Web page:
“[Live music] goes from one person singing to four-person band, and we go from singalong, bang-on -the-table music to a classical vibe. Friday night is crazy, and Saturday is more relaxed. It’s fascinating to watch and scary if you’ve never seen it. On Mondays, [12-string guitar player] Jason Hunt plays and has a group of 30 people who watch him every week and sing along to every song.”

A new menu item includes a vegetarian version of shepherd’s pie with shiitake mushrooms. - JACOB THREADGILL
  • Jacob Threadgill
  • A new menu item includes a vegetarian version of shepherd’s pie with shiitake mushrooms.

In the first weeks of reopening, Cummings said that customers have ordered a lot of menu classics like bangers and mash, shepherd’s pie and fish and chips, but the new pub features the introduction of a few vegetarian items like shepherd’s pie made with thick-cut shiitake mushrooms and a lunch menu with lighter options like a steak salad with champagne vinaigrette.

Lunch is served 11 a.m.-2 p.m., and dinner service is 5-10 p.m., with a limited late-night menu served until midnight Friday and Saturday.

Head chef Chris Bickel oversees the kitchen, which bakes its own Irish soda bread daily and brines its own corned beef for corned beef and cabbage ($10.99). It also sells Northern Irish dish boxty ($13.99): a potato pancake that is rolled flat and filled with beef, salmon or seasonal vegetables.

The Irish breakfast features rashers of ham, a traditional banger sausage, a tomato, two eggs and black and white pudding, which is a popular dish in Ireland. Cummings got the recipe from his cousin in Ireland.

“I have no idea why they call it black and white pudding, but I heard about it my entire life and my dad would try to do it, but no one in America made it, oddly enough. It is beef fat mixed with oats, barley and English spice blend that is in everything over there from dessert to savory dishes.”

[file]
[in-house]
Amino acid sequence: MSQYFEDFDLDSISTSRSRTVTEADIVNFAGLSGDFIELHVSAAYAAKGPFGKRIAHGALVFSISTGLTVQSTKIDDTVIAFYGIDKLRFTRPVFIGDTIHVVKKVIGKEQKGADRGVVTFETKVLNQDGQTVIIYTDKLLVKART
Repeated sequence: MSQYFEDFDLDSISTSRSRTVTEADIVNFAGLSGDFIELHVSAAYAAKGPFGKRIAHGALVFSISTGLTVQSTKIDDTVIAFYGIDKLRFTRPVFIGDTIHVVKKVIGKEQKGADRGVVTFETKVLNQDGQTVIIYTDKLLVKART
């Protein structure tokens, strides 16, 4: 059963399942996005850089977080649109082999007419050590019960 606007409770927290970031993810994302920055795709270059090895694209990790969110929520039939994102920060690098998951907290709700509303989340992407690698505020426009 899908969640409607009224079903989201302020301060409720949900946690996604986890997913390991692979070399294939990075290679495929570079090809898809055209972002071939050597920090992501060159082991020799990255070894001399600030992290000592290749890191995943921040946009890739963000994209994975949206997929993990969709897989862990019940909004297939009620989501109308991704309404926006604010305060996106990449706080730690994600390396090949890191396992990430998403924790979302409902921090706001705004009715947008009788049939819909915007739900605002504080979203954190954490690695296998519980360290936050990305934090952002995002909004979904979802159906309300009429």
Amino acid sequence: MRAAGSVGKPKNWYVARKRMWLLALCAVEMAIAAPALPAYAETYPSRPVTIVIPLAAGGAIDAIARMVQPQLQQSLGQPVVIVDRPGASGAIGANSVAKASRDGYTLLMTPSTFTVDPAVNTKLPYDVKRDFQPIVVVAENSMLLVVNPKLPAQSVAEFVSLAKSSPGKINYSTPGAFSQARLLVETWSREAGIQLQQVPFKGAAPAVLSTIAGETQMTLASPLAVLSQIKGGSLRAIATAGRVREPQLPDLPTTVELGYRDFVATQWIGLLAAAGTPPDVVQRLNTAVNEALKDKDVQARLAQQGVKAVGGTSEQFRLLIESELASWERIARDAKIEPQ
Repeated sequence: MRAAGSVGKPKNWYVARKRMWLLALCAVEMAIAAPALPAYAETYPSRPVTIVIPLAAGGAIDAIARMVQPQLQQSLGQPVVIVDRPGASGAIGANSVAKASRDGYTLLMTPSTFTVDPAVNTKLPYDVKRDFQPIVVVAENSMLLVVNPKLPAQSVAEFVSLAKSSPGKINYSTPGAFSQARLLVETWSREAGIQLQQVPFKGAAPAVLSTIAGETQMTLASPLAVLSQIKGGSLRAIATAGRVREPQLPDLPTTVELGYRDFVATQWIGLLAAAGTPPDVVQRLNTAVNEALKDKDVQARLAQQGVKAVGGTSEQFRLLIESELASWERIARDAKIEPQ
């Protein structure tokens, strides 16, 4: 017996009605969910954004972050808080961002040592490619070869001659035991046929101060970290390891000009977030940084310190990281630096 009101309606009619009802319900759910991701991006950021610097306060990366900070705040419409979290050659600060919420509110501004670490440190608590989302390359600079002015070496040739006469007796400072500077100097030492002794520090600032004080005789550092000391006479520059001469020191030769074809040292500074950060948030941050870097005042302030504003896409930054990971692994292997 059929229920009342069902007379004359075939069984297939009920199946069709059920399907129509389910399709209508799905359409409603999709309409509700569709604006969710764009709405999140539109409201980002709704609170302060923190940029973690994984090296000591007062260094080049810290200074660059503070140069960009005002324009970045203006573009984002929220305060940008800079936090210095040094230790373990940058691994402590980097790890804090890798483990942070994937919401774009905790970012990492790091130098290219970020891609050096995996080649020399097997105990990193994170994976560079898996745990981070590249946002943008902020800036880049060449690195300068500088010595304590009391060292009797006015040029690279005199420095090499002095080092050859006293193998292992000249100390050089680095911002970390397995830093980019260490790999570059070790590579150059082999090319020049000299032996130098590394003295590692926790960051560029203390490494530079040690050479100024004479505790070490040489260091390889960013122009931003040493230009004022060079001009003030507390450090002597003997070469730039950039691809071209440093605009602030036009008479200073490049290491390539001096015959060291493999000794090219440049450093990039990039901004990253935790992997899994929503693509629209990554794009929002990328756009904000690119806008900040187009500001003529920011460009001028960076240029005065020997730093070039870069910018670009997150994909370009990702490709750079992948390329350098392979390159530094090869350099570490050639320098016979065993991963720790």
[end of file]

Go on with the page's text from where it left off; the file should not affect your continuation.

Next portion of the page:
Sean Cummings reopened his Irish restaurant after a nearly four-year hiatus. - JACOB THREADGILL
  • Jacob Threadgill
  • Sean Cummings reopened his Irish restaurant after a nearly four-year hiatus.

The restaurant offers a pub outreach program that gives customers who are paying in cash the option to donate the portion of the check the restaurant would pay in credit card fees to Positive Tomorrows, a local elementary school for homeless children.

“I want people to have the option,” Cummings said. “We pay more in credit card fees than we do in rent.”

Since the opening, Cummings, 55, said he has had to come to terms with the fact that pulling 16- and 17-hour days isn’t as easy as it was in his 30s, but he’s happy to fulfill his dream of reopening the Irish pub to give the city’s sizeable Irish heritage population a place to connect to their roots.

“I haven’t done a busy opening like this in 10 years,” Cummings said. “It’s fun; I feel invigorated that it is working.”